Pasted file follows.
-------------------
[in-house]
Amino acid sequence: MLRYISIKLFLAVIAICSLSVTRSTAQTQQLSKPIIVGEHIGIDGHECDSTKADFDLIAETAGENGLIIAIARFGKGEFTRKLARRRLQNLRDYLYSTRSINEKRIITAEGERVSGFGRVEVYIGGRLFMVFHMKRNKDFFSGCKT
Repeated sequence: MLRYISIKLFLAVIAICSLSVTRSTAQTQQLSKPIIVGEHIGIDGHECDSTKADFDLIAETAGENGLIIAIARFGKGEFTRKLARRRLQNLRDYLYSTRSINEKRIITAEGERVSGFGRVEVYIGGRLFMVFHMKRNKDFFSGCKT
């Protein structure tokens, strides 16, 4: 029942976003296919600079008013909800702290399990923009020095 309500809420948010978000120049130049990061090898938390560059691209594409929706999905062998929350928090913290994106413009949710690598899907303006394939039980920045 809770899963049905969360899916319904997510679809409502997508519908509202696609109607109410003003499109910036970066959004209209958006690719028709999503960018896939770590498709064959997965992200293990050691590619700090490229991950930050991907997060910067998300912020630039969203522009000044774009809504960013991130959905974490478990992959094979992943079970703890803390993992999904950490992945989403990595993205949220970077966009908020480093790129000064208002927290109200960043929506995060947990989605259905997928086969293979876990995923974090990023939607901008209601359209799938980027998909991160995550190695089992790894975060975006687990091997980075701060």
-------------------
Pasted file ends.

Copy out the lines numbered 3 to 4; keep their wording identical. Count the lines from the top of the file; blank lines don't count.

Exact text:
Repeated sequence: MLRYISIKLFLAVIAICSLSVTRSTAQTQQLSKPIIVGEHIGIDGHECDSTKADFDLIAETAGENGLIIAIARFGKGEFTRKLARRRLQNLRDYLYSTRSINEKRIITAEGERVSGFGRVEVYIGGRLFMVFHMKRNKDFFSGCKT
């Protein structure tokens, strides 16, 4: 029942976003296919600079008013909800702290399990923009020095 309500809420948010978000120049130049990061090898938390560059691209594409929706999905062998929350928090913290994106413009949710690598899907303006394939039980920045 809770899963049905969360899916319904997510679809409502997508519908509202696609109607109410003003499109910036970066959004209209958006690719028709999503960018896939770590498709064959997965992200293990050691590619700090490229991950930050991907997060910067998300912020630039969203522009000044774009809504960013991130959905974490478990992959094979992943079970703890803390993992999904950490992945989403990595993205949220970077966009908020480093790129000064208002927290109200960043929506995060947990989605259905997928086969293979876990995923974090990023939607901008209601359209799938980027998909991160995550190695089992790894975060975006687990091997980075701060």